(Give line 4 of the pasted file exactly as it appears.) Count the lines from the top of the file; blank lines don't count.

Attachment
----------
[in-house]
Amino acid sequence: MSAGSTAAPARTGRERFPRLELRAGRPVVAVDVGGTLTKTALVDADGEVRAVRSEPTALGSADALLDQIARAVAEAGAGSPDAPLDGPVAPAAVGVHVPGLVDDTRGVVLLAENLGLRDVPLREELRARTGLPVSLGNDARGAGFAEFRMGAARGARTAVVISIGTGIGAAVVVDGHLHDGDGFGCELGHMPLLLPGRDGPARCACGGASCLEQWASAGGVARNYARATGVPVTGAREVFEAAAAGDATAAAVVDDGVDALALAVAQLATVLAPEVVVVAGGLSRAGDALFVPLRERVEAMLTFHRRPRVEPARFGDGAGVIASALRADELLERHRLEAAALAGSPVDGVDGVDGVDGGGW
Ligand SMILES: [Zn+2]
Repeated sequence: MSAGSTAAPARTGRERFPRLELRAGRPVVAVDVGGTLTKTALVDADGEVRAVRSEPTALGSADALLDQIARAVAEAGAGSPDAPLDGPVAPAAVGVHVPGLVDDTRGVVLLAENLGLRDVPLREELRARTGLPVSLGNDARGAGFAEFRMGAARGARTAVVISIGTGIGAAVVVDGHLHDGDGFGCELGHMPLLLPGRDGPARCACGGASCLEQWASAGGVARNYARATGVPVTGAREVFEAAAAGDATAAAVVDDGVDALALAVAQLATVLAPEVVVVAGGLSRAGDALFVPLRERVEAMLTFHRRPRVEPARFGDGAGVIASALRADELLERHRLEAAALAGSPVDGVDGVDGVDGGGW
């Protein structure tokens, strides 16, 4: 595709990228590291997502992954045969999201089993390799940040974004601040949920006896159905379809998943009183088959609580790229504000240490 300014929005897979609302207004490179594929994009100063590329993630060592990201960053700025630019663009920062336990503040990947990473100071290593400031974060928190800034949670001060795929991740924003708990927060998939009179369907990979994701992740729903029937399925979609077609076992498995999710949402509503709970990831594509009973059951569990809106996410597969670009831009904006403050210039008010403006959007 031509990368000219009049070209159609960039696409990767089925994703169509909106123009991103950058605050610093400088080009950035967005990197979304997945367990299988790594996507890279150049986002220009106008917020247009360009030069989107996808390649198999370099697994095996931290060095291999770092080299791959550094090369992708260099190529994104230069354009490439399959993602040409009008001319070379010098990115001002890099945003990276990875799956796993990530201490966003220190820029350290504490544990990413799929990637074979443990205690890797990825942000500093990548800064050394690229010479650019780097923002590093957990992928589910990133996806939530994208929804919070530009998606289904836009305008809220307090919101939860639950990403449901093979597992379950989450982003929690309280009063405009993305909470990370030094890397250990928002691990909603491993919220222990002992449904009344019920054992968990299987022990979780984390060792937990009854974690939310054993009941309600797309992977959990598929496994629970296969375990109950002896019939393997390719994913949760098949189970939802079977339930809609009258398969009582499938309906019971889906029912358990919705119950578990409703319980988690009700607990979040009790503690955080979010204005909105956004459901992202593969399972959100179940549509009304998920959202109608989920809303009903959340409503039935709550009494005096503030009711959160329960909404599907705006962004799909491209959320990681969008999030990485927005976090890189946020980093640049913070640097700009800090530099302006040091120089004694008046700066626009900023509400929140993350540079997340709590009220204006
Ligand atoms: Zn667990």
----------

Repeated sequence: MSAGSTAAPARTGRERFPRLELRAGRPVVAVDVGGTLTKTALVDADGEVRAVRSEPTALGSADALLDQIARAVAEAGAGSPDAPLDGPVAPAAVGVHVPGLVDDTRGVVLLAENLGLRDVPLREELRARTGLPVSLGNDARGAGFAEFRMGAARGARTAVVISIGTGIGAAVVVDGHLHDGDGFGCELGHMPLLLPGRDGPARCACGGASCLEQWASAGGVARNYARATGVPVTGAREVFEAAAAGDATAAAVVDDGVDALALAVAQLATVLAPEVVVVAGGLSRAGDALFVPLRERVEAMLTFHRRPRVEPARFGDGAGVIASALRADELLERHRLEAAALAGSPVDGVDGVDGVDGGGW